Last year I got to Stonehenge just after Solstice, and the delay was worth it: we had smaller crowds and better views of the standing stones. Later we spent a few days at Avebury, just after Christmas, but the Yuletide (often hyphenated as Yule-tide) festivities were still in full swing. Silbury Hill, pictured above, is the largest artificial prehistoric mound in Western Europe. We had it all to ourselves, and I think my photo captures the mood of Yuletide quite well, as does this one from Avebury’s henge.
Often this holiday, the day of least light and longest darkness, gets equated to our word, “Yule,” as does the Christian holiday of Christmas. Both are true, though the word itself is far older than modern neo-Paganism or Christianity.
The OED Online traces the word “Yule” to Old English geol and gives recorded uses, in Latin texts, back as far at the 8th Century. Later phonetic spellings such as “yoole” appear before things settled in their modern form in the 17th Century, though “yole” appears in one 19th century example.
What about the less common “Yuletide”? Like “Christmastide,” it’s getting rarer to modern ears than it was in Dickens’ era, perhaps because we think of “tide” only in terms of the ocean. We usually put “time” in place of “tide” nowadays, but that is a good substitute. Here again, the OED entry on “tide” shows a first definition, now obsolete, meaning a season or span of time.
For Yuletide, I have a poem from the grandfather of my former Writing Consultant, Nellie Searle, to share. Whatever holiday is yours this season, you’ll find some inspiration in Andrew Glaze’s “Christmas.” Glaze, according to his daughter Elizabeth, “was a born skeptic his whole life. We described ourselves as ‘agnostic’, and our outgoing Christmas cards were never religious in theme.”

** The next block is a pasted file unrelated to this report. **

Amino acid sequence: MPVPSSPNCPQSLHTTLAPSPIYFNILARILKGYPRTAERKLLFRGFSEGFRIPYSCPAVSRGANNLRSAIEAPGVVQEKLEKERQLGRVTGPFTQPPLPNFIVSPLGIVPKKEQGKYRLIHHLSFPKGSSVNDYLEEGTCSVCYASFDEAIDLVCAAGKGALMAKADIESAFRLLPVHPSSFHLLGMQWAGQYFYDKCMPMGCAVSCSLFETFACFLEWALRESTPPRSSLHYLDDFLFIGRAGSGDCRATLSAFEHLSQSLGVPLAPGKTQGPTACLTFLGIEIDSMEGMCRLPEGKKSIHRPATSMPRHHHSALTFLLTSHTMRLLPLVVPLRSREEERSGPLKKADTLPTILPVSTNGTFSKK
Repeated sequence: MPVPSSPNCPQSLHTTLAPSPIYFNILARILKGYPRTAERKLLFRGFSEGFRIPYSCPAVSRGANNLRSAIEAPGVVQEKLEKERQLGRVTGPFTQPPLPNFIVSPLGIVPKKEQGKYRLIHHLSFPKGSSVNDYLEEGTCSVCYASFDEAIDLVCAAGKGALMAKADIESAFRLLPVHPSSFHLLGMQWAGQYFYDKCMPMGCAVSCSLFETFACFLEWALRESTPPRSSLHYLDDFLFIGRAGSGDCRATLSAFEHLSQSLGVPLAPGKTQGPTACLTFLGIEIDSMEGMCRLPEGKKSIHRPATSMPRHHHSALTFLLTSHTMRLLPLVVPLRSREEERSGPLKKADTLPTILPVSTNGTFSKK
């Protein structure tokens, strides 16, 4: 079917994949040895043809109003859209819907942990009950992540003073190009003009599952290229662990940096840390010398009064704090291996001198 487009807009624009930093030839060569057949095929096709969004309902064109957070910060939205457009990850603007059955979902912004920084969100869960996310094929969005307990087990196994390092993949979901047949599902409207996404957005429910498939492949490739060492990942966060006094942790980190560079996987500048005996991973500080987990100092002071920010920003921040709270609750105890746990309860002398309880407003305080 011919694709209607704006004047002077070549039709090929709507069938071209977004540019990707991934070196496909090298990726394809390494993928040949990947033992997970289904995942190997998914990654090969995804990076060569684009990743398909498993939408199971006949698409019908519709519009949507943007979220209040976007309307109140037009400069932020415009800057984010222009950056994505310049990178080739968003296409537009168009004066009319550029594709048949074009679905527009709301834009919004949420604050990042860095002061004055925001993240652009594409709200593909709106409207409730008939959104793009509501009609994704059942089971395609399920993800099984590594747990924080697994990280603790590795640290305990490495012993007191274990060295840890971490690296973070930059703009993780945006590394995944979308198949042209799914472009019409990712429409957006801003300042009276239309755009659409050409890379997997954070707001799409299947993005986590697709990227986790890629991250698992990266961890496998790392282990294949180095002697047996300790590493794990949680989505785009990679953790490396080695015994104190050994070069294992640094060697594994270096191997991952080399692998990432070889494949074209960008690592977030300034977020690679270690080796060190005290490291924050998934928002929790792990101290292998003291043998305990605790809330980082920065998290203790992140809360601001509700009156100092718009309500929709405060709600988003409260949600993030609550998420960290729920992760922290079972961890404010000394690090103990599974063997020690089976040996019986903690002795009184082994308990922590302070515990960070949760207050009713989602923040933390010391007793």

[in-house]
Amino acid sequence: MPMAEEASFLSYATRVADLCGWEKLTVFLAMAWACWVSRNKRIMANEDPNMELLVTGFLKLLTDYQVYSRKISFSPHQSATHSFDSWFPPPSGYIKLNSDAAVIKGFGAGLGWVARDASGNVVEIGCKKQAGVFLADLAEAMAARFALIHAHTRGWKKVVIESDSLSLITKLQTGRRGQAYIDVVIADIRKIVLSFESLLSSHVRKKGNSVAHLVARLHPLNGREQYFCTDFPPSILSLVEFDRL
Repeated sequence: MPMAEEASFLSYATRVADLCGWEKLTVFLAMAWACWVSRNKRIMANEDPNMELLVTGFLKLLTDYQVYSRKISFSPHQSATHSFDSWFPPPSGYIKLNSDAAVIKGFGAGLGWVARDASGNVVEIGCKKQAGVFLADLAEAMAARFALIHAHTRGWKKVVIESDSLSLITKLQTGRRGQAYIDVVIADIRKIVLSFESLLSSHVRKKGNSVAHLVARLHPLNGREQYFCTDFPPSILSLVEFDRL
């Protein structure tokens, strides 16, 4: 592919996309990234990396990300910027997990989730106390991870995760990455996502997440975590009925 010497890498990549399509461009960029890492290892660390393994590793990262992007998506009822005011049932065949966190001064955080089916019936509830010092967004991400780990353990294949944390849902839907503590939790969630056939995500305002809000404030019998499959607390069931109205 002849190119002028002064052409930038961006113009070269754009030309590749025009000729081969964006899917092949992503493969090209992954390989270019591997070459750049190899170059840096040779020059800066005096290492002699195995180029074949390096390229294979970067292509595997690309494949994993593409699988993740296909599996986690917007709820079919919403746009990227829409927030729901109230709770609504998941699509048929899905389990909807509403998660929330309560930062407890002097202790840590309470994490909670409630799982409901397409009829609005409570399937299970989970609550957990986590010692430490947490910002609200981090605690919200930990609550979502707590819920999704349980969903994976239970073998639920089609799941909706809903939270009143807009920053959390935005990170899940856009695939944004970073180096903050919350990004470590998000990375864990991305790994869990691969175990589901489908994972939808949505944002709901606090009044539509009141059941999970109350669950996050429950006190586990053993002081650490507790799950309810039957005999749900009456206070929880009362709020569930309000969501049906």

Skeptics are welcome at my Yule table. A few years ago I helped to organize a few Winter Solstice celebrations for a local Unitarian-Universalist Church, for people of many faiths. As I said then, “A newspaper clipping I still have somewhere notes that on the longest night of the year, ancient peoples made bonfires in sacred places because they feared that the sun would never return. In northern Europe, a Yule log might be decked with greenery and then burned in a ritualistic manner. A tree would be cut, brought indoors, and adorned with lights to remind everyone that the light will never die. These traditions, and many more, continue into modern times.”
That festival and its trappings moved me then and now, to honor the light and hope for its return. Yule is just the holiday for these dark times circadian, political, ecological. We can and will, I hope, do better in the years to come.
Please nominate a word or metaphor useful in academic writing by e-mailing me (jessid -at- richmond -dot- edu) or leaving a comment below. Next up will be “okay,” thanks to US President Martin Van Buren and Dr. Bill Ross of UR’s Department of Mathematics.
For the week of December 24th, the blog takes a holiday! See you in two weeks.
Photos by the author.